During a long bull market, such as occurred in the ‘90s, less-experienced investors tend to think that bull markets are the norm.
Some more-experienced investors seem to think that, too. In October 1999, the book Dow 36,000: The New Strategy for Profiting from the Coming Rise in the Stock Market was published. A few months later, the Dow Jones Industrial Average fell from 11,723 to 8,322 (29 percent) and the NASDAQ stock exchange plunged from 5,049 to 1,210 (76 percent).
- Overconfidence. Diversification is a crucial part of any investing strategy, but overconfident investors often put all their eggs in one basket. If their investment goes south, they can lose it all.
They also tend to trade more often than they should. A 2001 study of investors with discount brokerage accounts found that the more they traded, the worse they did.
It also found that men traded more often than women. Consequently, men’s net returns were reduced by 2.65 percent per year, as opposed to 1.72 percent for women.
- Impatience. Inexperienced investors tend to look at their investments over periods of weeks or months, lose patience with those that haven’t performed well, sell them and buy assets they think will do better. In addition to the costs of buying and selling securities, impatient investors rob themselves of the long-term growth potential of their investments.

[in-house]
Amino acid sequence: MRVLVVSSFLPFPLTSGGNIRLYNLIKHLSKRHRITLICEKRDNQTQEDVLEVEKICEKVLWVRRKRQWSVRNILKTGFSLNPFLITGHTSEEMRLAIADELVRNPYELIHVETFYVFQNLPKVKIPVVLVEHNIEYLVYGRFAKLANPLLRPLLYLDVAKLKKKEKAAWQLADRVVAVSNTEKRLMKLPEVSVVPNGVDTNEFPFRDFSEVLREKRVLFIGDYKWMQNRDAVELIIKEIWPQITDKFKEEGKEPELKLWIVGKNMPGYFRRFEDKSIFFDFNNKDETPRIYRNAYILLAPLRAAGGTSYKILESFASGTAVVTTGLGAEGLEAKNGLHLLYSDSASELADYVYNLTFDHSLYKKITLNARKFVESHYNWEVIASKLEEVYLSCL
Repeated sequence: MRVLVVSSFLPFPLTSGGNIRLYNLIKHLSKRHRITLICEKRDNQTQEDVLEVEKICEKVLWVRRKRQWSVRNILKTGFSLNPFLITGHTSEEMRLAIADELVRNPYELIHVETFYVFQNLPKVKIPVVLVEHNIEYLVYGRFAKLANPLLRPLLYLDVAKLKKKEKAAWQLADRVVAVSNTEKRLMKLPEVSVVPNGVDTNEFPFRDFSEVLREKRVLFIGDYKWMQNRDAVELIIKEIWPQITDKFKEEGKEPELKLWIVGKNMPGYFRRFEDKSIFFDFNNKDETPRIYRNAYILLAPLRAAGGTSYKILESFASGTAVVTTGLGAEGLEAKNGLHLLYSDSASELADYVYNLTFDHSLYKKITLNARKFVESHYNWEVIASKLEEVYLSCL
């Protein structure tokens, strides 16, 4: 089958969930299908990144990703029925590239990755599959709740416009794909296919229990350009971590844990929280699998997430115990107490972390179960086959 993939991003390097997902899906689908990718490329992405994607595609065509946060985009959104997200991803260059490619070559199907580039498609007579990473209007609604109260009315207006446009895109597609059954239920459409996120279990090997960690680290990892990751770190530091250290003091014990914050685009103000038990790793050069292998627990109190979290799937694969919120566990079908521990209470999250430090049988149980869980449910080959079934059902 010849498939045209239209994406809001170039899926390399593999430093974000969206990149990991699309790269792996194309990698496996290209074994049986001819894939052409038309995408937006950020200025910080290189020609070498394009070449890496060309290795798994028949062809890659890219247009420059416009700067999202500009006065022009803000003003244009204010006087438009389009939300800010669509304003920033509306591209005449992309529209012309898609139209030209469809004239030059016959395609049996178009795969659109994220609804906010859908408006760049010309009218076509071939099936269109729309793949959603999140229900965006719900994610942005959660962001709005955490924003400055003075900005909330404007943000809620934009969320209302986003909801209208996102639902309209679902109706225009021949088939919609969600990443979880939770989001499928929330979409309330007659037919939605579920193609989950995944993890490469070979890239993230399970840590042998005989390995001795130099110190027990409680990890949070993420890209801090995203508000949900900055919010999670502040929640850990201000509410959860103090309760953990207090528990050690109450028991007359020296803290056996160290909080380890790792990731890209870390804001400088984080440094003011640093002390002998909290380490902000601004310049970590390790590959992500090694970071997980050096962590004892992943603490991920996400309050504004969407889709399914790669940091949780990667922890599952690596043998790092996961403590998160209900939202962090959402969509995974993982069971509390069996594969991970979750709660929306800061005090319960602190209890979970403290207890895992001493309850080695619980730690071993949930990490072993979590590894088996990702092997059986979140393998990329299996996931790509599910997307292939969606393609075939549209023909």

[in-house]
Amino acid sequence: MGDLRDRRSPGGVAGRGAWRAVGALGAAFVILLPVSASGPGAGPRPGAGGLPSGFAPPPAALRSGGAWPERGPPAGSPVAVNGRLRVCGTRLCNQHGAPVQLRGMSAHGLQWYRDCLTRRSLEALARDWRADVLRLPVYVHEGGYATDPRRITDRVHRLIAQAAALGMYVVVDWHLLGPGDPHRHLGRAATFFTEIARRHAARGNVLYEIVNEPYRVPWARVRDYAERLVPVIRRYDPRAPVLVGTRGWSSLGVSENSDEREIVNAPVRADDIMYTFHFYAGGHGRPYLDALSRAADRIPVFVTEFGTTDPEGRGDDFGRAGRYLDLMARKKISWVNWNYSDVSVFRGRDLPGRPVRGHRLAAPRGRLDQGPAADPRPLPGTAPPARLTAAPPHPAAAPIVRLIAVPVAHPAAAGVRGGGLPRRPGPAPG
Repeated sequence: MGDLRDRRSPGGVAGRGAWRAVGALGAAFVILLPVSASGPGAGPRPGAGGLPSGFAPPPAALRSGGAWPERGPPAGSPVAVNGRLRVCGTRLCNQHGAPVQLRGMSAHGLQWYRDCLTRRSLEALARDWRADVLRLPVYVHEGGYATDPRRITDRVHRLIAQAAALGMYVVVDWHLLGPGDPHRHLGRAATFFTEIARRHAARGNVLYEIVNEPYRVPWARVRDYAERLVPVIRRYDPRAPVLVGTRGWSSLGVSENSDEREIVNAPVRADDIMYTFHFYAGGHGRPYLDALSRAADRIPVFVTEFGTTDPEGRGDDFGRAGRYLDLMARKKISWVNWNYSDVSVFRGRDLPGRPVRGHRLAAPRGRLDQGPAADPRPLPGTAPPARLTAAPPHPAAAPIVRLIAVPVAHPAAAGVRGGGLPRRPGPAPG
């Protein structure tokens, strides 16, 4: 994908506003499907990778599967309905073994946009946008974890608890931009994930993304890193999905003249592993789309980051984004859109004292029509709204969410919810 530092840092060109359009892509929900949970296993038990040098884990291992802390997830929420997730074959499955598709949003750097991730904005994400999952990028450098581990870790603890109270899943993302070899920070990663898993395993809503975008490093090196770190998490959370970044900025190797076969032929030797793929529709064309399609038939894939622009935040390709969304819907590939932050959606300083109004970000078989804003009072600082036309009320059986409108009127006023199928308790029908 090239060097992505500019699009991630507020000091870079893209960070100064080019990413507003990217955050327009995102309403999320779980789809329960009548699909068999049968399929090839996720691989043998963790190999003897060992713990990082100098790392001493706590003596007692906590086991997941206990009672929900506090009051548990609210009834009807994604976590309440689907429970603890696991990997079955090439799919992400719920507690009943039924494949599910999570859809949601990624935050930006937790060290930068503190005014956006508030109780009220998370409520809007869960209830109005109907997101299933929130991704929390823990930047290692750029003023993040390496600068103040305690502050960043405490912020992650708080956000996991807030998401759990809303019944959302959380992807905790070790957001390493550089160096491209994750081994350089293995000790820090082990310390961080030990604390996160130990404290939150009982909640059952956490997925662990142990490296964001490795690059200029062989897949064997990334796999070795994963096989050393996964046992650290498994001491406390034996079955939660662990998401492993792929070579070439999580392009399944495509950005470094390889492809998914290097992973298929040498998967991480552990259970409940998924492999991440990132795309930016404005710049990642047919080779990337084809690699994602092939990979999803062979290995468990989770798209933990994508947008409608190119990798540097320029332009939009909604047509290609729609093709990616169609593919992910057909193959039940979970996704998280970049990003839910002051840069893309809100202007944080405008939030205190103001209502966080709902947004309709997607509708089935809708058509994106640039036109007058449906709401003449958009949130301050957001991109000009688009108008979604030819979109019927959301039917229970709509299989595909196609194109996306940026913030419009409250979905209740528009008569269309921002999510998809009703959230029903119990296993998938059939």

Ignoring fees. Sales commissions and other fees can eat away at any investment gains you make. A lot of investors fail to take this into account.
So, here are some simple things you can do to reduce your exposure to risk:
- Diversify. Spread your money around so that if one of your investments goes bad, others won’t. For example, when stocks go down, bonds usually go up, and vice versa.
- Build a good investment strategy for your goals and leave the money alone. Selling one security and buying another that seems to be doing better is usually a mistake. You’ll pay commissions on the sale and the purchase and maybe other fees, as well. Be patient. Measure your investment’s performance over the long-term, and pay more attention to whether you’re on track to achieve your overall goal than to whether you’re beating some industry benchmark. Don’t get frustrated by a short-term loss.
- Don’t go heavy on the stock of the company you work for. The fact that you like working there doesn’t mean the stock is going to go up.
- Don’t think you know something that no one else knows. If you come across a company whose stock looks like a good buy, rest assured that other people have already discovered it, bought the stock, and the price is changing accordingly.
- Never invest without fully understanding the costs. How much is the sales commission, if there is one? What fees will you pay over the course of the investment? Is there an early-withdrawal penalty?
Following these rules of thumb won’t insulate you from risk, but it will markedly reduce the chances of your being burned.
This information is provided for education purposes only and is not intended to provide investment advice. SEI does not claim responsibility for the accuracy or reliability of the information provided.
 “Boys will be Boys: Gender, Overconfidence, and Common Stock Investment,” Brad M. Barber and Terrance Odean, U. Cal., in Quarterly Journal of Economics.